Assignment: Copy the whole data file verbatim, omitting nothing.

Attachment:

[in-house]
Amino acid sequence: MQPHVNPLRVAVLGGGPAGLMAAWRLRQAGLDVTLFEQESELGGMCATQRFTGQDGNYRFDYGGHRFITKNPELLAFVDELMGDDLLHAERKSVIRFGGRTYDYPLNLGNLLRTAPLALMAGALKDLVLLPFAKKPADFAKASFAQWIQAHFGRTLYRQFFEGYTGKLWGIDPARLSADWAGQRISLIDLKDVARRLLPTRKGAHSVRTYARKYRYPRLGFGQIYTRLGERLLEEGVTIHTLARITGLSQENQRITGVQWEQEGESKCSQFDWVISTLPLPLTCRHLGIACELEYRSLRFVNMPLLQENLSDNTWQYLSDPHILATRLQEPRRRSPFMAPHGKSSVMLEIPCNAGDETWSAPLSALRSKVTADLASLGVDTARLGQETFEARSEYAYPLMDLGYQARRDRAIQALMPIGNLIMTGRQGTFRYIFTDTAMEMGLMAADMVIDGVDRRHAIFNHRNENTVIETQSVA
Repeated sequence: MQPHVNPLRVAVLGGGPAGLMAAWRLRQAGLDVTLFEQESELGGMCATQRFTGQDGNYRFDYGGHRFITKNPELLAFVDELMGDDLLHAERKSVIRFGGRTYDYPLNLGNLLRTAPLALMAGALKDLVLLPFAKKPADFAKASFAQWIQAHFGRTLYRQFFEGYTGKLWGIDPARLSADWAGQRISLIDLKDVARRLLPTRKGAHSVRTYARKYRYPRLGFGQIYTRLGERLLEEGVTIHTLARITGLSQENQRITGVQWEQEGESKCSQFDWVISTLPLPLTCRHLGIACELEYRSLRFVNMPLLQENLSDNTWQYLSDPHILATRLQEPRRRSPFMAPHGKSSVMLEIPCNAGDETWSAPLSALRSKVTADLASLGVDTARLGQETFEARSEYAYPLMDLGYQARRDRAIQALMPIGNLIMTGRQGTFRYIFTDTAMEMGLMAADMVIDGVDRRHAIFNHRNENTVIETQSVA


[in-house]
Amino acid sequence: MQPHVNPLRVAVLGGGPAGLMAAWRLRQAGLDVTLFEQESELGGMCATQRFTGQDGNYRFDYGGHRFITKNPELLAFVDELMGDDLLHAERKSVIRFGGRTYDYPLNLGNLLRTAPLALMAGALKDLVLLPFAKKPADFAKASFAQWIQAHFGRTLYRQFFEGYTGKLWGIDPARLSADWAGQRISLIDLKDVARRLLPTRKGAHSVRTYARKYRYPRLGFGQIYTRLGERLLEEGVTIHTLARITGLSQENQRITGVQWEQEGESKCSQFDWVISTLPLPLTCRHLGIACELEYRSLRFVNMPLLQENLSDNTWQYLSDPHILATRLQEPRRRSPFMAPHGKSSVMLEIPCNAGDETWSAPLSALRSKVTADLASLGVDTARLGQETFEARSEYAYPLMDLGYQARRDRAIQALMPIGNLIMTGRQGTFRYIFTDTAMEMGLMAADMVIDGVDRRHAIFNHRNENTVIETQSVA
Repeated sequence: MQPHVNPLRVAVLGGGPAGLMAAWRLRQAGLDVTLFEQESELGGMCATQRFTGQDGNYRFDYGGHRFITKNPELLAFVDELMGDDLLHAERKSVIRFGGRTYDYPLNLGNLLRTAPLALMAGALKDLVLLPFAKKPADFAKASFAQWIQAHFGRTLYRQFFEGYTGKLWGIDPARLSADWAGQRISLIDLKDVARRLLPTRKGAHSVRTYARKYRYPRLGFGQIYTRLGERLLEEGVTIHTLARITGLSQENQRITGVQWEQEGESKCSQFDWVISTLPLPLTCRHLGIACELEYRSLRFVNMPLLQENLSDNTWQYLSDPHILATRLQEPRRRSPFMAPHGKSSVMLEIPCNAGDETWSAPLSALRSKVTADLASLGVDTARLGQETFEARSEYAYPLMDLGYQARRDRAIQALMPIGNLIMTGRQGTFRYIFTDTAMEMGLMAADMVIDGVDRRHAIFNHRNENTVIETQSVA